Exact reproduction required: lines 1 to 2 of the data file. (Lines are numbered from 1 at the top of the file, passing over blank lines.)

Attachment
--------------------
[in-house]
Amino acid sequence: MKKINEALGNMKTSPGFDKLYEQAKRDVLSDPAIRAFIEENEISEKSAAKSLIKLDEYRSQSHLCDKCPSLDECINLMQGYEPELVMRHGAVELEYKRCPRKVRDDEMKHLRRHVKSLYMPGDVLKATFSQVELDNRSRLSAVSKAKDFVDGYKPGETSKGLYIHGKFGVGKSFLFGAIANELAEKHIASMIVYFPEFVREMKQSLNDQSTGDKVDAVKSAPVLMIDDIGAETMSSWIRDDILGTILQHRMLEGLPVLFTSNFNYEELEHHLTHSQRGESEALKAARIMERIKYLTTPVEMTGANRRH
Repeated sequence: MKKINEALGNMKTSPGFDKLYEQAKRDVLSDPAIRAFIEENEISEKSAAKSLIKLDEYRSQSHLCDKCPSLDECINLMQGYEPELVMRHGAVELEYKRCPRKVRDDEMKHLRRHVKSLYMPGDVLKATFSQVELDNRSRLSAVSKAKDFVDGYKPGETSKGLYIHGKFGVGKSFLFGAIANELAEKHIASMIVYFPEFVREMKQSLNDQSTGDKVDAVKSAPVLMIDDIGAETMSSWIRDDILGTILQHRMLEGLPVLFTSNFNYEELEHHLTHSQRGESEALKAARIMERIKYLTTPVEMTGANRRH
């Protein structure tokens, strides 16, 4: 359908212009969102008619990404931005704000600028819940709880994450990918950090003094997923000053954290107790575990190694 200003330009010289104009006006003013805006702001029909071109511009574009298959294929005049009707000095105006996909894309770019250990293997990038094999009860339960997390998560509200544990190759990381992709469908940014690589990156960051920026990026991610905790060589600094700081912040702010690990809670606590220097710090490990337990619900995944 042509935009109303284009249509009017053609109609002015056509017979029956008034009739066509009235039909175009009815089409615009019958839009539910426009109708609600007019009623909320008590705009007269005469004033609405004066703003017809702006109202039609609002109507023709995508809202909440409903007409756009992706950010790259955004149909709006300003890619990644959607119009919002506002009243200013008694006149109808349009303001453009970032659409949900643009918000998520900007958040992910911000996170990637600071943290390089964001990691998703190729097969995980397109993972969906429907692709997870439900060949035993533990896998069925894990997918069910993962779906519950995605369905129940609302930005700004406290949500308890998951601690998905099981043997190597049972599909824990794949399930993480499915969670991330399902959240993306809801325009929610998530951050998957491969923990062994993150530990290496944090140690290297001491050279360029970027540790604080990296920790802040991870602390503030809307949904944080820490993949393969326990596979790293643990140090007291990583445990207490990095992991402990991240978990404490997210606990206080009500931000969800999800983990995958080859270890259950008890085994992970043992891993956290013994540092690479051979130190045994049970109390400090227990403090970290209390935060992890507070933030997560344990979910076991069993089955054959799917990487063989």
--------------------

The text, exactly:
[in-house]
Amino acid sequence: MKKINEALGNMKTSPGFDKLYEQAKRDVLSDPAIRAFIEENEISEKSAAKSLIKLDEYRSQSHLCDKCPSLDECINLMQGYEPELVMRHGAVELEYKRCPRKVRDDEMKHLRRHVKSLYMPGDVLKATFSQVELDNRSRLSAVSKAKDFVDGYKPGETSKGLYIHGKFGVGKSFLFGAIANELAEKHIASMIVYFPEFVREMKQSLNDQSTGDKVDAVKSAPVLMIDDIGAETMSSWIRDDILGTILQHRMLEGLPVLFTSNFNYEELEHHLTHSQRGESEALKAARIMERIKYLTTPVEMTGANRRH